The Deceptive Forest
New River Gorge
From here the solid forest cover from riverbottom to ridgetop all looks pretty much the same, but, a close look reveals great differences. The forest varies with slope, moisture, and soil type.
You are invited to hike into New River Gorge. Explore its varied environments and watch nature’s recovery at work. Ask at the visitor center for hiking information.
(Inscription above the image on the right)
Until 1873 the slopes of New River Gorge were virtually untouched. Railroads and coal changed that. By 1900 towns lined the gorge with many forest areas cleared for fuel, lumber, and building space. Then, coal profits dwindled, people left, the towns died. Now, forest is reclaiming abandoned town and mine sites in a surprisingly rapid process.
(Inscription below the image on the left)
Scene near New River, circa 1915. Many areas were cleared for towns, mines, and industry. Forest reclaims those areas today.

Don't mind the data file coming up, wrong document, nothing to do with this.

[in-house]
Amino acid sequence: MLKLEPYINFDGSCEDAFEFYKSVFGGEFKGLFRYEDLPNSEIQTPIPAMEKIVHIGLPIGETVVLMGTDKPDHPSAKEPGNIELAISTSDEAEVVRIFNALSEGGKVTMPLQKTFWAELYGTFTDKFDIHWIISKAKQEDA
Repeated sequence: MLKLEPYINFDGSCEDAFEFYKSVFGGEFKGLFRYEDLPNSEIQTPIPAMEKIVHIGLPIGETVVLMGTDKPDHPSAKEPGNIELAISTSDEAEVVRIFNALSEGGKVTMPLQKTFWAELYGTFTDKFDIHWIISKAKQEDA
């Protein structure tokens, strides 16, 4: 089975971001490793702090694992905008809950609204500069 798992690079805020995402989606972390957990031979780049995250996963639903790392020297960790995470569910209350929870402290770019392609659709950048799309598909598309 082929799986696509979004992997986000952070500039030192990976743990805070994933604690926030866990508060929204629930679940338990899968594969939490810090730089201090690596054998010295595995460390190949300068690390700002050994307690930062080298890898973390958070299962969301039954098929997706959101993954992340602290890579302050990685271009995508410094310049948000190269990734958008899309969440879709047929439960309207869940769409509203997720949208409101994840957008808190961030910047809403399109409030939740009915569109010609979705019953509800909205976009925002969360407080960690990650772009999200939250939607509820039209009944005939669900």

Erected by National Park Service US Department of Interior.
Location. 38° 4.197′ N, 81° 4.561′ W. Marker is in Lansing, West Virginia, in Fayette County. Marker is on Visitor Center
Other nearby markers. At least 8 other markers are within 2 miles of this marker, measured as the crow flies. New River (here, next to this marker); Smoke, Coke, Coal, and Kaymoor (a few steps from this marker); New River Gorge Scenic Drives (a few steps from this marker); Trail to Bridge Overlook (within shouting distance of this marker); The Bridge (within shouting distance of this marker); New River Gorge National River (within shouting distance of this marker); Townsend's Ferry (approx. 0.3 miles away); Fayetteville Town Park (approx. 1.4 miles away). Touch for a list and map of all markers in Lansing.
Categories. • Environment • Industry & Commerce • Railroads & Streetcars •
Credits. This page was last revised on November 28, 2016. This page originally submitted on November 26, 2016, by Don Morfe of Baltimore, Maryland. This page has been viewed 164 times since then and 51 times this year. Photos: 1, 2, 3, 4. submitted on November 26, 2016, by Don Morfe of Baltimore, Maryland. • Bill Pfingsten was the editor who published this page.